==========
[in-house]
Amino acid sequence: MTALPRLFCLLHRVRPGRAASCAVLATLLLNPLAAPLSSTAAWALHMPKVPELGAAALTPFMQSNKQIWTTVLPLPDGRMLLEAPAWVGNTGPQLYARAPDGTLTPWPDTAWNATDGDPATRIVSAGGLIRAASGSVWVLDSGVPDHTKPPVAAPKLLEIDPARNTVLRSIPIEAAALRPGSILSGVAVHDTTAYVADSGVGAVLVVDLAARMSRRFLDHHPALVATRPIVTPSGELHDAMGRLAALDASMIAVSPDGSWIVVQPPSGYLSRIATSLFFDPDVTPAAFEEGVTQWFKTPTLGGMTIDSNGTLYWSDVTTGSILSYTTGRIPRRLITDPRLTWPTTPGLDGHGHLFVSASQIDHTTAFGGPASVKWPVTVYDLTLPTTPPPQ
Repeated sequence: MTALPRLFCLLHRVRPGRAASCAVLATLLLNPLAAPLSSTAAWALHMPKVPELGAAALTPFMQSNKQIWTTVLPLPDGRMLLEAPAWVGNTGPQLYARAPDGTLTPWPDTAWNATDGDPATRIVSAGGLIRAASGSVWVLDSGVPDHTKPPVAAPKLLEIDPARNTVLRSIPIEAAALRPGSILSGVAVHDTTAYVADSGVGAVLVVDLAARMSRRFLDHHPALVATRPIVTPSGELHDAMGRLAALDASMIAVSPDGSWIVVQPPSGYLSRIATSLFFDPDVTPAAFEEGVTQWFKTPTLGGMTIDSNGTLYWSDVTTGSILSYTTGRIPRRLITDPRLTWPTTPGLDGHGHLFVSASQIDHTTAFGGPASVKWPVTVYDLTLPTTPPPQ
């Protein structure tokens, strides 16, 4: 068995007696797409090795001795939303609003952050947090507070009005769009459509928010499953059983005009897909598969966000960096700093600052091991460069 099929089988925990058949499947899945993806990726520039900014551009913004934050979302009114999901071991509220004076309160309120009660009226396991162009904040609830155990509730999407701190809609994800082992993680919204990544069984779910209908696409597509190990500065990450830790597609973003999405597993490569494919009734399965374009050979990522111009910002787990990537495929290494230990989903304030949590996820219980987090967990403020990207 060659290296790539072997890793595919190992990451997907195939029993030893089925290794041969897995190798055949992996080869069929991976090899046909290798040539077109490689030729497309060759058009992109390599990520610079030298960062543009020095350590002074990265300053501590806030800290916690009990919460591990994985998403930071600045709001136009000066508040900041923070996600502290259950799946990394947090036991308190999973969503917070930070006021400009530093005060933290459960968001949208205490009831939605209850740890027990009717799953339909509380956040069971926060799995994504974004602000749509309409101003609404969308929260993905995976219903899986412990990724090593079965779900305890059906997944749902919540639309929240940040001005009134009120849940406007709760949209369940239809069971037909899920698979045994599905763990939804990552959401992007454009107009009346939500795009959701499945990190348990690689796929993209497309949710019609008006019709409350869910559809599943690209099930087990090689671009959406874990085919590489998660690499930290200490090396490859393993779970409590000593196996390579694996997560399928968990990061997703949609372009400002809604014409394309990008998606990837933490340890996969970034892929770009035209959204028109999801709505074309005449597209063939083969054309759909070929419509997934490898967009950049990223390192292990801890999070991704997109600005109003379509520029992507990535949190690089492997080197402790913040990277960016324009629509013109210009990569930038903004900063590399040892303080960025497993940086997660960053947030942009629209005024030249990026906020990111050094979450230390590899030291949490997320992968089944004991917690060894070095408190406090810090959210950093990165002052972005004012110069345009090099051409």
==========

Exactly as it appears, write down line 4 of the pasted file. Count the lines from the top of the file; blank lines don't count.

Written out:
């Protein structure tokens, strides 16, 4: 068995007696797409090795001795939303609003952050947090507070009005769009459509928010499953059983005009897909598969966000960096700093600052091991460069 099929089988925990058949499947899945993806990726520039900014551009913004934050979302009114999901071991509220004076309160309120009660009226396991162009904040609830155990509730999407701190809609994800082992993680919204990544069984779910209908696409597509190990500065990450830790597609973003999405597993490569494919009734399965374009050979990522111009910002787990990537495929290494230990989903304030949590996820219980987090967990403020990207 060659290296790539072997890793595919190992990451997907195939029993030893089925290794041969897995190798055949992996080869069929991976090899046909290798040539077109490689030729497309060759058009992109390599990520610079030298960062543009020095350590002074990265300053501590806030800290916690009990919460591990994985998403930071600045709001136009000066508040900041923070996600502290259950799946990394947090036991308190999973969503917070930070006021400009530093005060933290459960968001949208205490009831939605209850740890027990009717799953339909509380956040069971926060799995994504974004602000749509309409101003609404969308929260993905995976219903899986412990990724090593079965779900305890059906997944749902919540639309929240940040001005009134009120849940406007709760949209369940239809069971037909899920698979045994599905763990939804990552959401992007454009107009009346939500795009959701499945990190348990690689796929993209497309949710019609008006019709409350869910559809599943690209099930087990090689671009959406874990085919590489998660690499930290200490090396490859393993779970409590000593196996390579694996997560399928968990990061997703949609372009400002809604014409394309990008998606990837933490340890996969970034892929770009035209959204028109999801709505074309005449597209063939083969054309759909070929419509997934490898967009950049990223390192292990801890999070991704997109600005109003379509520029992507990535949190690089492997080197402790913040990277960016324009629509013109210009990569930038903004900063590399040892303080960025497993940086997660960053947030942009629209005024030249990026906020990111050094979450230390590899030291949490997320992968089944004991917690060894070095408190406090810090959210950093990165002052972005004012110069345009090099051409």